Thursday, November 1, 2007

Time To End The Cable TV Rip-Off: This Is Just The First Step

Hey, channel surfers: Are you tired of 10 different versions of ESPN? Never watch Hallmark TV, or the Jewelry Channel? Hey, guys: Seen enough reruns of Gilligan's Island that even Ginger, or Mary Ann, can't get you interested in one more look?

This week, we in televisionland are getting a rare break from the Federal Communications Commission. This first move was mostly intended to break the back of the spiraling price increases of pay TV, largely heaped on the backs of the poor.

But much more needs to be done: What we need is menu subscription, and we should have had that long ago.

Here's what the FCC is doing. Thousands of contracts for exclusive service rights, provided to apartment buildings, are to be struck down. A blatantly monopolistic practice is being halted.

But much more needs to be done. This action wasn't the result of any strong official concern for the ratepayers. To quote The New York Times:


"It would be a huge victory for Verizon Communications and AT&T, which have challenged the cable industry by offering their own video services. The two phone companies have lobbied aggressively for the provision. They have been supported in their fight by consumer groups, satellite television companies and small rivals to the big cable providers."

This move will bring cable prices down for a lot of people, especially poor folks living in apartment complexes who were being victimized by monopolistic practices. It's an underreported scandal. Continuing to cite the NYT article, lower-income families have seen prices rise at three times the cost of inflation over the past decade. (I know, you can always go back to an antenna. But does that make the clip job OK?)

Back on subject, there's another step that is badly needed. I was astonished to hear that Kevin Martin, FCC chairman, has actually favored this. The NYT also reported:

"Martin has also pressed the cable companies to offer so-called a la carte plans that would permit subscribers to buy individual channels, or groups of channels, at lower rates than they now pay."

Better watch your ass, Kevin. If Cheney hears about the likes of you in the government, you may soon be toast.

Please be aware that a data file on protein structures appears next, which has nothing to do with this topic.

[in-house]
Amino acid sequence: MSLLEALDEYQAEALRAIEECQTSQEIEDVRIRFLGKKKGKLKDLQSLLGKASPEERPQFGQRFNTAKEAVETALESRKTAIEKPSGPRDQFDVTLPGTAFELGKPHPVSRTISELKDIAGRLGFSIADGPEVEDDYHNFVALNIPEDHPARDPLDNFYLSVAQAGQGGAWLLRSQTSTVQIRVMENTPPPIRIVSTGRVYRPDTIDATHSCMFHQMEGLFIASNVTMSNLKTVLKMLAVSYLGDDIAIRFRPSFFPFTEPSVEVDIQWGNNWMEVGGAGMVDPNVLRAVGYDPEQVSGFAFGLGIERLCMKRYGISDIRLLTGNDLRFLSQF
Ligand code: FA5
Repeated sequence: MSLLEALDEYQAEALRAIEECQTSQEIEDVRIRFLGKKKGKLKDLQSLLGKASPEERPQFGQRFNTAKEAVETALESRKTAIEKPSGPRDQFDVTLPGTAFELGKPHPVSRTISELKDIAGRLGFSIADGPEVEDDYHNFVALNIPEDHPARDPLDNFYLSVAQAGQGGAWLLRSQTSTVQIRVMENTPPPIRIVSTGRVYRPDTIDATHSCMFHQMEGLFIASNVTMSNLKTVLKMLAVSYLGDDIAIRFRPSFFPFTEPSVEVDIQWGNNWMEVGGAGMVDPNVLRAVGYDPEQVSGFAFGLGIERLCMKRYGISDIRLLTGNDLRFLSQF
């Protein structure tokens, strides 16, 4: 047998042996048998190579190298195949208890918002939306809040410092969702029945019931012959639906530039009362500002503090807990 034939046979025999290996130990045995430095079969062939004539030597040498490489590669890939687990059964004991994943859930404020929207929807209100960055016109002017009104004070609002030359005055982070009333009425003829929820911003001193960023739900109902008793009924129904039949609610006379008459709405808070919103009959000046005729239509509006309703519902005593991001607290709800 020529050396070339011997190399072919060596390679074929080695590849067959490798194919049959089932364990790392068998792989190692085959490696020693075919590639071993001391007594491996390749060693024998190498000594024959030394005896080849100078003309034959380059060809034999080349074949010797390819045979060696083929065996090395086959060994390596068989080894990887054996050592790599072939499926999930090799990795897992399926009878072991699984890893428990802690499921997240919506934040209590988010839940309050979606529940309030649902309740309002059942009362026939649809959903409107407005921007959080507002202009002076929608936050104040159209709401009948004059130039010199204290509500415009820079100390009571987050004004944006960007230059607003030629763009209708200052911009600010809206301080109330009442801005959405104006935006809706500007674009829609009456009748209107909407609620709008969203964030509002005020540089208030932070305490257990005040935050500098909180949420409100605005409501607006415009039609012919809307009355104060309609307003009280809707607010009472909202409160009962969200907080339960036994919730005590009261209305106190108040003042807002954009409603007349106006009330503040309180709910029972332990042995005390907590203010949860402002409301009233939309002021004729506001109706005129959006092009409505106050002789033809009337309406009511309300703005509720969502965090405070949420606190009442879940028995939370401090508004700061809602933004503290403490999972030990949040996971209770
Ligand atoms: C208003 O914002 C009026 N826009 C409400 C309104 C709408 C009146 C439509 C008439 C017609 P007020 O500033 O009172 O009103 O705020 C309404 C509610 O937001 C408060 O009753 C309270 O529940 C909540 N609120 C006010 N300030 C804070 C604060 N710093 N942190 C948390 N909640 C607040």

I've been unable to see for many years why the "a la carte" concept couldn't have been part of all this very early -- other than, of course, simple greed. And even after the satellite services came on the scene, ostensibly offering some kind of competition, they behaved like monopolistic competitors (check out the British economist Joan Robinson) and offered essentially the same things as the cable providers, with only marginal improvements.

Here's yet one more take on this, excerpted from the Web site Gizmodo:

"Exclusive deals between landlords and cable companies that force tenants to use a specific cable provider are being terminated by the FCC, which hopes the move will spur competition and drive down cable prices. According to the NYT, the move will be a boon for low-income and minority families, who have "seen cable prices rise about three times the rate of inflation over the last decade," as "40 percent of households headed by Hispanics and African-Americans live in" buildings with 50 or more residents. The more cynical take on the FCC's agenda (as opposed to a snowy white heart filled with consumer advocacy) is that it's partially in response to telcos like Verizon and AT&T who've started to offer TV aren't feeling too shiny about being shut out. But if it really does push down prices, it's definitely not a bad thing, whatever inspired the FCC."

We've got at least one more large step to go. Not that this matters all that much in the vast scheme of things. But it's a shame to see legal theft go on for so long.